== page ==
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Canadian multi-mineral hunt heats up for White Cliff Minerals

White Cliff Minerals will be looking to test its Great Bear Lake targets with the speed of the pronghorn, Canada’s fastest animal. Credit: File

White Cliff Minerals (ASX: WCN) has unearthed widespread visible iron oxide-copper-gold (IOGC) and uranium-silver mineralisation during the company’s initial field program at its promising Great Bear Lake project in northern Canada.

The swag of targets discovered include outcropping copper-uranium-cobalt-silver mineralisation and several off-the-charts uranium readings from a handheld scintillometer. Management also revealed that a CAD$168,000 (AU$183,000) Canadian Government grant has been received to further exploration activities at the site where a grab-bag of geological targets warrant further investigation.

Great Bear Lake sits 240km south-west of the White Cliff’s Coppermine project in the Nunuvut territory, with 2900 square kilometres of ground within the IOCG-prospective Great Bear magmatic zone (GBMZ). Intriguingly, the GBMZ has been assessed by the Northwest Territories Geosciences office as having the greatest potential for a substantial-scale IOCG and uranium mineral deposit in Canada.

A few of the more interesting targets generated from the company’s field program include the Glacier, Mile Lake Skarn breccia, Rust and Spud Bay prospects.

The Glacier prospect comprises an outcropping IOCG mineral system of more than 1100m of strike length that sits 1km north-east of the historic Echo Bay mine. At the eastern extent of the strike, a body of brecciated, potassic-altered andesite hosts semi-massive chalcopyrite, with the copper mineral estimated to be about 10m in thickness and continuous for 60m.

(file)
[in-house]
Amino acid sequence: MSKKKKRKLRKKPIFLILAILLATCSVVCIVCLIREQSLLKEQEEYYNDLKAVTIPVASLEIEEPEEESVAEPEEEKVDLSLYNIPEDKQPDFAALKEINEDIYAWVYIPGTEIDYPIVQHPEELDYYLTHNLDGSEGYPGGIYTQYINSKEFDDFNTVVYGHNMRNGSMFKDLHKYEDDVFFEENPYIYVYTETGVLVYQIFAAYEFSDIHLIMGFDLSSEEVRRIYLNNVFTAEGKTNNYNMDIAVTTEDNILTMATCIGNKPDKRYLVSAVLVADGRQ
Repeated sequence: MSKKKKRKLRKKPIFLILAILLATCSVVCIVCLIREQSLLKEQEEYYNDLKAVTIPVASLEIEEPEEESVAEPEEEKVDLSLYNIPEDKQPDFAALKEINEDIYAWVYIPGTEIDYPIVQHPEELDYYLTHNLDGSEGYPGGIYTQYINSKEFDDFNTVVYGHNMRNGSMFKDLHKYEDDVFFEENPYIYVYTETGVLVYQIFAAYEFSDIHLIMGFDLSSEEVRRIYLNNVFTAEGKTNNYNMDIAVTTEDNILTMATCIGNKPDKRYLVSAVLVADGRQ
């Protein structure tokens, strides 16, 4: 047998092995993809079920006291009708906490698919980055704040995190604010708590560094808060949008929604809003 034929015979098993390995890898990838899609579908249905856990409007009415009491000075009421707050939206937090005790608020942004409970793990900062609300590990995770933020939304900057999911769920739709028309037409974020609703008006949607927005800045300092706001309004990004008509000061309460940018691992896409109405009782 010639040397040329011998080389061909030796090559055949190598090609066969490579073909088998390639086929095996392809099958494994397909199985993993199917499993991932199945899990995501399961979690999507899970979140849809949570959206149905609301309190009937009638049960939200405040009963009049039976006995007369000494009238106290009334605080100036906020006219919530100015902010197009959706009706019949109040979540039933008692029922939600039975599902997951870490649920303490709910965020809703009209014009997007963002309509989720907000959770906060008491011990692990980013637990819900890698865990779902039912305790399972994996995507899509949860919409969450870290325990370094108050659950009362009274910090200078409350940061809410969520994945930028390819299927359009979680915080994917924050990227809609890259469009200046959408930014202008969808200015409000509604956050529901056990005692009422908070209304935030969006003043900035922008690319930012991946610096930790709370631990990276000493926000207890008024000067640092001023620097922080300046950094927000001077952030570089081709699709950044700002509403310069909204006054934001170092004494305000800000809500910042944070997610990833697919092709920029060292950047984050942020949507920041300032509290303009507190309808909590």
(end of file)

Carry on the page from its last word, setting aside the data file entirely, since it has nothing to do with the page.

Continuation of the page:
An imminent MobileMT aerial high-tech survey has been planned to test the prospect for a conductive response, given the level of mineralisation found at surface. A positive response would make for a compelling drill target.

We could not be any more impressed with what we have seen in such a short period of time. This Project is clearly under-explored with new potential discoveries having been made continuously and immediately. This, coupled with confirmation of the historic mineralised trends at Spud Bay and Thompson really impresses the potential for district-scale opportunity across a polymetallic suite of minerals.
White Cliff Minerals Managing Director Troy Whittaker

The Mile Lake Skarn breccia represents a polymetallic target of silver, copper, zinc, lead and molybdenum, with intense copper mineralisation identified along 55m of outcropping rock that has an estimated thickness of between 10m and 15m before moving undercover.

The company’s Rust prospect has three parallel structures identified and sits 3.5km east of the historic Eldorado mine site. A handheld scintillometer returned several stunning readings for uranium exceeding the maximum 65,000 counts-per-second (CPS), representing a possible extension to high-grade uranium.

Several rock-chip samples have been nabbed to determine the contained uranium content.

Management says the field program provided confirmation of the historic Spud Bay’s copper find, with resampling conducted on more than 700m of outcropping strike length before also disappearing under ground cover.

Spud Bay sits 550m along strike from the historic Bonanza and El Bonanza silver mines and is considered prospective for polymetallic mineralisation. Samples were taken across a 450m north-west/south-east strike.

The company notes that it has forwarded the first batch of 95 samples to the ALS laboratory in Yellowknife and it is planning to kick off an initial field program at its Nunavut copper-silver-gold project in the next few weeks.

The Great Bear Lake field program appears to have identified more targets than are found in a shooting gallery and White Cliff will be keen to test them all with the speed of the pronghorn, Canada’s fastest land animal.

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